Counselors say prevent, before gets to Facebook parenting point

CAPE GIRARDEAU, MO (KFVS) - A dad in North Carolina shoots his daughter's laptop computer after reading her online post.

He expresses his frustration with his daughter in a video posted on YouTube.

"It was an involved parent, probably a little over the top with the gun I think," said Tender Hearts Child Therapy Center Counselor Jeanie Dale.

"I think he took it a little too far," said teen William Popp.

"It might have been his most effective way of dealing with it, but it's not really teaching a child how to handle problems effectively," said Community Counseling Center Counselor Audrey Burger.

"We have to remember were models for our kids even when we're angry," said Dale.

Burger says it's important to make sure the situation doesn't reach that extreme point. She says communication is key.

"The communication between a parent and a child is crucial especially at an adolescent age," said Burger. "Adolescents need to know they don't need to be afraid of their parents. That they can come and talk to them about anything."

"Take a few minutes to check in with them, see if there's anything bothering them," said Dale. "Seeing if there's something they want to tell you, and just giving them the message that you're there for them."

"You have to be a friend," said Mother Joy Burnette. "You have to be a parent and a friend, be there be there for them, let them know you're there for them. Let them know that they can come to you for anything."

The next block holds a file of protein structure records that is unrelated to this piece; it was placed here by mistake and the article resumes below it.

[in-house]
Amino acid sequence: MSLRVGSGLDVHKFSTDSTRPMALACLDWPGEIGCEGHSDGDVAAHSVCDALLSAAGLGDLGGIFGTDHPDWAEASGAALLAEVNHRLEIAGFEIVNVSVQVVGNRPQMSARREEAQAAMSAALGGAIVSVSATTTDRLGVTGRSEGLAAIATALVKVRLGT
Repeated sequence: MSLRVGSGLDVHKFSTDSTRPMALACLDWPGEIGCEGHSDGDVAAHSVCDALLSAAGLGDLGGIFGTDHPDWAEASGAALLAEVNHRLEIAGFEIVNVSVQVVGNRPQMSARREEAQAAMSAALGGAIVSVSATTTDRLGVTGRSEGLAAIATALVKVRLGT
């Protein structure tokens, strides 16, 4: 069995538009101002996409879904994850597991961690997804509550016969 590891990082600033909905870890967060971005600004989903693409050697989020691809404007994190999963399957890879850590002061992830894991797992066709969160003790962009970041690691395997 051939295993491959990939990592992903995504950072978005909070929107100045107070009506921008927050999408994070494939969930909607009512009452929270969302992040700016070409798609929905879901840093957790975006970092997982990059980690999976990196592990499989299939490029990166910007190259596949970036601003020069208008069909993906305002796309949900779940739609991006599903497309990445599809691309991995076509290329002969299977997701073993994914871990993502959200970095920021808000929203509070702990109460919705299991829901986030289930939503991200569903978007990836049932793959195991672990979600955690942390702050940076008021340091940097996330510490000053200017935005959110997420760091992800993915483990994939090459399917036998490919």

"We'll have talks," said Popp. "We'll sit down and talk and make sure everything's ok."

"Evidently the child had some issues she needed to discuss with her parents," said Burger.

But sometimes parents wonder how to keep those lines of communication open.

"Be available," said Burger. "This may sound corny, but I'm a big believer in sitting down with your children and having meals together."

"Don't bring your cell phone to the table you don't answer the phone while you're having that meal then you can sit and have that if you make that a habit in your home, then that is a time for communication," said Dale.

Both counselors say not just communication, but positive communication is important.

"Give a positive statement," said Burger. "Tell them when they're doing stuff right, don't always stick onto bad things that they do, or the wrong things that they do. Catch them when they're doing something positive and tell them good job."

"People we see everyday, our families and stuff, sometimes we take that for granted and we don't stop and say thank you for doing that," said Dale.

The counselors also suggest monitoring your kids' Internet activity.

"The computer stuff, it's dangerous for kids, so they need to be monitored," said Burger.

"All the technology that's available to our kids we have to be involved, and we have to know what they're doing," said Dale.

"I have to be friends with my mom on Facebook, that way she can see everything I post," said Popp.

"I don't think I could have shot my daughters laptop, but I truly believe a parent has the right to know what's going on in their child's life," said Burnette.

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